Contact sheet showing images of Wallace Berman's exhibition at the Ferus Gallery in Los Angeles, 1957. The Getty Research Institute, Charles Brittin papers, 2005.M.11.13. © J. Paul Getty Trust. Photos by Charles Brittin
1964 — Jonas Mekas — Obscenity
In 1964, Jonas Mekas, the legendary experimental filmmaker and Factory habitue, was arrested for screening Jack Smith's Flaming Creatures and A Song of Love, Jean Genet's only film. Both works were sexually explicit, though Mr. Mekas fought the censorship charges and eventually co-founded the Anthology Film Archives in 1970, creating a dedicated space for the avant-garde.
A still from the Genet film. Courtesy Wikipedia
1968 — Otto Muehl — Obscenity and sexual offenses involving minors
Otto Muehl was one of the founders of Viennese Actionism, a performance art group which staged violent and provocative "actions" as a statement against bourgeois Austrian culture. In June 1968, Muehl and several companions performed at "Kunst und Revolution" (Art and Revolution), an event that began as a usual student gathering until it was taken over by a more radical contingent; Mr. Muehl hurled beer as other people defecated and masturbated while singing the Austrian national anthem. They were arrested. In 1991, Muehl would be arrested again, this time sentenced to seven years in prison for sexual offences involving minors.
Otto Muehl Performing "Mama and Papa," in 1964. Courtesy Quietlunch.com
1968 — Yoko Ono — Drugs
In 1968 Yoko Ono was arrested on drug charges after a raid on a home she shared with John Lennon in London. Police found hashish, traces of marijuana and morphine in the home but the arrests were still more scandalous—and, one might argue, cruel—since both artists were married to other people at the time. Lennon pleaded guilty to the charges out of fear that Ms. Ono may be deported.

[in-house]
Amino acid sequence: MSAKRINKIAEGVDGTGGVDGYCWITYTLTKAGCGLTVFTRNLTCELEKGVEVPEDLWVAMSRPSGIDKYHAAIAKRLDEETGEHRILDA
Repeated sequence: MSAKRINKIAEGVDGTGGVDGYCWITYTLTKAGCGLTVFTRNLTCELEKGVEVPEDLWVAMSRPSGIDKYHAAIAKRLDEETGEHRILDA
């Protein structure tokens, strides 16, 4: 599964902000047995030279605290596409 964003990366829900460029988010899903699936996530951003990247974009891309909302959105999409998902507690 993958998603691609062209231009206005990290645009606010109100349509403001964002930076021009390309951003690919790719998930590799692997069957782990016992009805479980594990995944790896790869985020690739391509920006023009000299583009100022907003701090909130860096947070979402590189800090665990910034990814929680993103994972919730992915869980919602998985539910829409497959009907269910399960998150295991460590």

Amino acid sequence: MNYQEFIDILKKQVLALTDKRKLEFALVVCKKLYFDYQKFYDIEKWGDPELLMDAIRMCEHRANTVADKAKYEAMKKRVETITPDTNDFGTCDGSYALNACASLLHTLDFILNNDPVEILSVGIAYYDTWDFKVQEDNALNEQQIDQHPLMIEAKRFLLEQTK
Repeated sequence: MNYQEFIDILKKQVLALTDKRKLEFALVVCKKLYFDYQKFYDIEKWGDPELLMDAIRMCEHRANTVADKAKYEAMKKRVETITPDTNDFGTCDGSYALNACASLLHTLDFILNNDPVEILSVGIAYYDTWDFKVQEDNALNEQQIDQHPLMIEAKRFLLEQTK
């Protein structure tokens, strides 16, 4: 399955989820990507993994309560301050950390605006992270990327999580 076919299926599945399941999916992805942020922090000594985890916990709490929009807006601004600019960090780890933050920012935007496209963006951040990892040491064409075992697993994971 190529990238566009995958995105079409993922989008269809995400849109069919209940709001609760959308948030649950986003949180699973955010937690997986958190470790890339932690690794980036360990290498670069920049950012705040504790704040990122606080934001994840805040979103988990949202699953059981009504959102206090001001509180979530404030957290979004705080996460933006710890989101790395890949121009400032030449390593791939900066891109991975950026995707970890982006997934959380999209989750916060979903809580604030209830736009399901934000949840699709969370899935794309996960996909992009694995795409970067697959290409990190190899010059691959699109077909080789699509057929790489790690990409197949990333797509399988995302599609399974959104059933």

Lennon is led from his home following his arrest. Courtesy Getty Images
1974 — George Maciunas — Warrant for arrest for violating loft laws
George Maciunas, the founder of Fluxus, the loosely organized art movement, introduced the concept of artist-owned cooperative buildings when he purchased an empty loft at 80 Wooster Street in 1966 and started the first Fluxhouse Cooperative. In 1970, the City Planning passed a resolution requiring all artist cooperatives in Soho to file a prospectus with the Attorney General’s office. Though Maciunas organized 15 co-ops between 1966 and 1975, he never filed a prospectus, angering the Attorney General’s office, which sent out a warrant for his arrest in 1974. Maciunas responded by donning elaborate disguises in public while continuing to renovate lofts and form co-ops and was never arrested for this violation. He also made a Fluxus kit of disguises for the Attorney General’s office.
Maciunas' Dumpling Dinner, June 29, 1971 in 80 Wooster Street yard; from left, Adolfas Mekas, Andy Warhol, Fred Hughes, Yoko Ono, John Lennon, Jonas Mekas, and Barbara Moore. Bernstein, Royslyn, and Shael Shapiro. Illegal Living. Vilnius: Jono Mekas Foundation, 2010. Print. p50 Courtesy Parsons.edu
1975 — Gordon Matta-Clark — Trespassing and defacing property